Deena believes that the fight against the Forest Department is going to be a long-drawn on, but she is prepared for it with her community. She wishes to continue working for the people, irrespective of whether or not she gets enough remuneration for survival; her community will always be there to support her.

Videos from Deena

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A Dowry-Free Community in a Country of Dowry Deaths

/ July 25, 2018

The Baiga community, like many Adivasi communities, does not follow the patriarchal dowry system, setting an example in a country where women are killed for dowry every day.

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First Stop Education Matters

/ June 11, 2018

This anganwadi in Chhattisgarh’s Bhurbaspani village in Kawardha was built in 2000, but in 2018, it is still functioning without even a building.

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Can a Thread Tie Modernisation and Tradition Together?

/ May 25, 2018

As more and more communities become ‘modern’, a civilisation as old as India runs the risk of losing its age-old cultures. Is there a way for societies to progress without getting stuck in the past?

Bridging the gap between Adivasi communities and administration

/ September 24, 2014

The Baiga people are one of the many tribes in Central India. Community Correspondent Dina works closely with this reclusive tribe and in this interview she details how she & her camera bridged the gap between adivasis & administration to bring water for 35 children in an anganwadi. Traditionally referring...

Forest Officials forcibly keep Tribe’s Legal Land Papers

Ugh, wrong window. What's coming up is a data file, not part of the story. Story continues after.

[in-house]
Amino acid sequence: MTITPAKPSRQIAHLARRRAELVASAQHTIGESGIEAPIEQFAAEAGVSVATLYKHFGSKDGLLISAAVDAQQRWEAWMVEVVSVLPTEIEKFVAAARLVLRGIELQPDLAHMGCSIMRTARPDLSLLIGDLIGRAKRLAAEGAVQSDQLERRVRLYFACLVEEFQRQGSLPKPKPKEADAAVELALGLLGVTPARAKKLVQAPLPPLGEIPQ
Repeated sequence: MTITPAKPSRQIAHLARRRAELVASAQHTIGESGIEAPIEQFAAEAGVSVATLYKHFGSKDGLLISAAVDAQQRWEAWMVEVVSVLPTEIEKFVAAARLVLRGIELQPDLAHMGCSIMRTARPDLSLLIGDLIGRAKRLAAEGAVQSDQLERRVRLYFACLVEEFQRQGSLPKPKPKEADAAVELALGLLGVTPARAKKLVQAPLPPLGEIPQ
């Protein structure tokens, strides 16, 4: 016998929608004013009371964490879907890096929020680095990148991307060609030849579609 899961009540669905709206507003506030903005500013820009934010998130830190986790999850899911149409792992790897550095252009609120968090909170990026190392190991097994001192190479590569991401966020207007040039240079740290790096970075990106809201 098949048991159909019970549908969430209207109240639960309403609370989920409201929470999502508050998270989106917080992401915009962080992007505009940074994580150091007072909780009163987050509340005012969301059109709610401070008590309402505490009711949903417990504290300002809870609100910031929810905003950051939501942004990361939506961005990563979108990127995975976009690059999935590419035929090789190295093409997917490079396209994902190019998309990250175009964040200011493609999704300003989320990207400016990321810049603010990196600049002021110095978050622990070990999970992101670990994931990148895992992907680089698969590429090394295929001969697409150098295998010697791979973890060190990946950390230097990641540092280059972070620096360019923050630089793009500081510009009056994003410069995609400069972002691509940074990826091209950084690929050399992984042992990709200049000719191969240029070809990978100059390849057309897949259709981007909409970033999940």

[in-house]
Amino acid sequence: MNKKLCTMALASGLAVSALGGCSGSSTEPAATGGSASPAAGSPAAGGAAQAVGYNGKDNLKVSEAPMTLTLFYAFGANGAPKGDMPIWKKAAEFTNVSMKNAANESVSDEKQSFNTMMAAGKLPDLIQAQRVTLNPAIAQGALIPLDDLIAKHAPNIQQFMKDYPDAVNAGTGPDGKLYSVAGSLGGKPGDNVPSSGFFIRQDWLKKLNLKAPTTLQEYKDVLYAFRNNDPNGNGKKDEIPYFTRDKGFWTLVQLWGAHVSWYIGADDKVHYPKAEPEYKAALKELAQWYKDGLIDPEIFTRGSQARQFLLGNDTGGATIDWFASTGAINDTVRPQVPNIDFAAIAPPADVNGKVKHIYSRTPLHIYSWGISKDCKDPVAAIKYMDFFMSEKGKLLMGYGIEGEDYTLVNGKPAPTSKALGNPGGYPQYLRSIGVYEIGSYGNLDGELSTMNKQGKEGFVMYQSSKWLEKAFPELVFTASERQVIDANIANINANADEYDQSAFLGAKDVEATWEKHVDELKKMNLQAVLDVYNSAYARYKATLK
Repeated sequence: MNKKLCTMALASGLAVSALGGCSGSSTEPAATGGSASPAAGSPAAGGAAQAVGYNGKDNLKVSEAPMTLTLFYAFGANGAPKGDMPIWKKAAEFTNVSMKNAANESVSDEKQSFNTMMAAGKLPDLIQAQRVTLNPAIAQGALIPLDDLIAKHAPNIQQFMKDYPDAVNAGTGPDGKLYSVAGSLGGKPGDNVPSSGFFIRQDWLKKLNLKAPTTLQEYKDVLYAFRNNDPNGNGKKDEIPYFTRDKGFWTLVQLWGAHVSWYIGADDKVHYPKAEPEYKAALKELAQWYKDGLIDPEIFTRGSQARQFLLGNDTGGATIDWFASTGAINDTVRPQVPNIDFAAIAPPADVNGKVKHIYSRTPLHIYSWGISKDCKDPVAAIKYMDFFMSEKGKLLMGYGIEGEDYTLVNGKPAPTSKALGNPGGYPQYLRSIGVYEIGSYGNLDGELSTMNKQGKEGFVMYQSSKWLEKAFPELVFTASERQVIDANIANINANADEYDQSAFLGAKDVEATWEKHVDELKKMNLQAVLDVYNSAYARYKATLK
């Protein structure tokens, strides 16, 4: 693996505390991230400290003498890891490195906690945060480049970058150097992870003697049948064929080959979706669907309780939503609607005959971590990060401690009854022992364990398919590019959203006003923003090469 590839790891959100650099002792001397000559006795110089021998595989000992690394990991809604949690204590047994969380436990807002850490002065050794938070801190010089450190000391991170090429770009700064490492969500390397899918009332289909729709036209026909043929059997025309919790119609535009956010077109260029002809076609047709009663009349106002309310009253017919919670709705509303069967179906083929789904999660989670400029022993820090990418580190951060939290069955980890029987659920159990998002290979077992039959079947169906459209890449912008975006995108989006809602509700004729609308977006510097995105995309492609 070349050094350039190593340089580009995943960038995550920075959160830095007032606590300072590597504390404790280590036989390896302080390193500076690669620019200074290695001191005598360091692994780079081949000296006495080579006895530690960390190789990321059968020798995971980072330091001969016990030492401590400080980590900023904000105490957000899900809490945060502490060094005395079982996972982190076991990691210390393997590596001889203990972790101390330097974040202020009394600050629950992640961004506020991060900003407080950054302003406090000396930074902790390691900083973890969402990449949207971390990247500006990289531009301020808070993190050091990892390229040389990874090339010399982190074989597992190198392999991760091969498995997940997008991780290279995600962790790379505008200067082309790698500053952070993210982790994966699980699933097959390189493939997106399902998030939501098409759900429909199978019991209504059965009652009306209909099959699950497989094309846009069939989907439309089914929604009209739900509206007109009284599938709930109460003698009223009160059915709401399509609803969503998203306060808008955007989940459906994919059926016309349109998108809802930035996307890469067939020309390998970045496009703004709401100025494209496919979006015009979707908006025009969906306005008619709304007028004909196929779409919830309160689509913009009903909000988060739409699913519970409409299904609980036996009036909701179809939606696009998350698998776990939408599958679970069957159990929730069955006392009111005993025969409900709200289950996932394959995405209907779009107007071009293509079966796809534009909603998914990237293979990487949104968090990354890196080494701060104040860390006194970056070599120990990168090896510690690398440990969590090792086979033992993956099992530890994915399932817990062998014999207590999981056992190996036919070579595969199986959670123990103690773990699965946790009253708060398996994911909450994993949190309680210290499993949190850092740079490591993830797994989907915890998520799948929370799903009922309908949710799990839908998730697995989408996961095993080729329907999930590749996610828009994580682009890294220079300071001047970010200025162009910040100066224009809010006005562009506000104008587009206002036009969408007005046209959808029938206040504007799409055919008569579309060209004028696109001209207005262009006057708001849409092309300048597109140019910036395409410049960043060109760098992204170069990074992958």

/ October 7, 2016

The Baigas, an indigenous community spread across central India were, according to folklore, God’s chosen ones to carry forward the human race in India. The Baigas consider themselves to be servants of the earth and the king of the forests. The peace-loving tribe is known for its’ respect for nature,...

Awaiting Justice: Chhattisgarh’s tribal residents’ FRA rights under attack

/ September 26, 2016

The ancient tribe of Baiga has been residing in Chhattisgarh’s jungles since times unknown treating the Earth as their mother, and nature as their Gods. The earliest written records of the tribes’ existence in Central India, was recorded in 1867, by a Captain Thompson. Ever since Chhattisgarh was carved out...

Without electricity, a village suffers in darkness

/ May 30, 2016

A remote tribal village of Chhattisgarh has never seen electricity. While government schemes such as Deen Dayal Upadhyay Gram Jyoti Yojana (DDUGJY), worth $11 billion, have visions to provide continuous power supply to rural India, the Parevachapa village in Pandaria district of Chattisgarh, a village established 16 years ago, is...

Parched district not yet declared drought affected in Chhattisgarh

/ March 21, 2016

In Hatkacharama village, 15 km from Narharpur tehsil of Uttar Bastar Kanker district, Chhattisgarh, farmer Vishnuram Sodhi is worried that his crop may fail, adding to his already mounting debts. His tehsil, Narharpur has received negligible rainfall in the monsoon, putting futures of many farmers in a similar jeopardy. However,...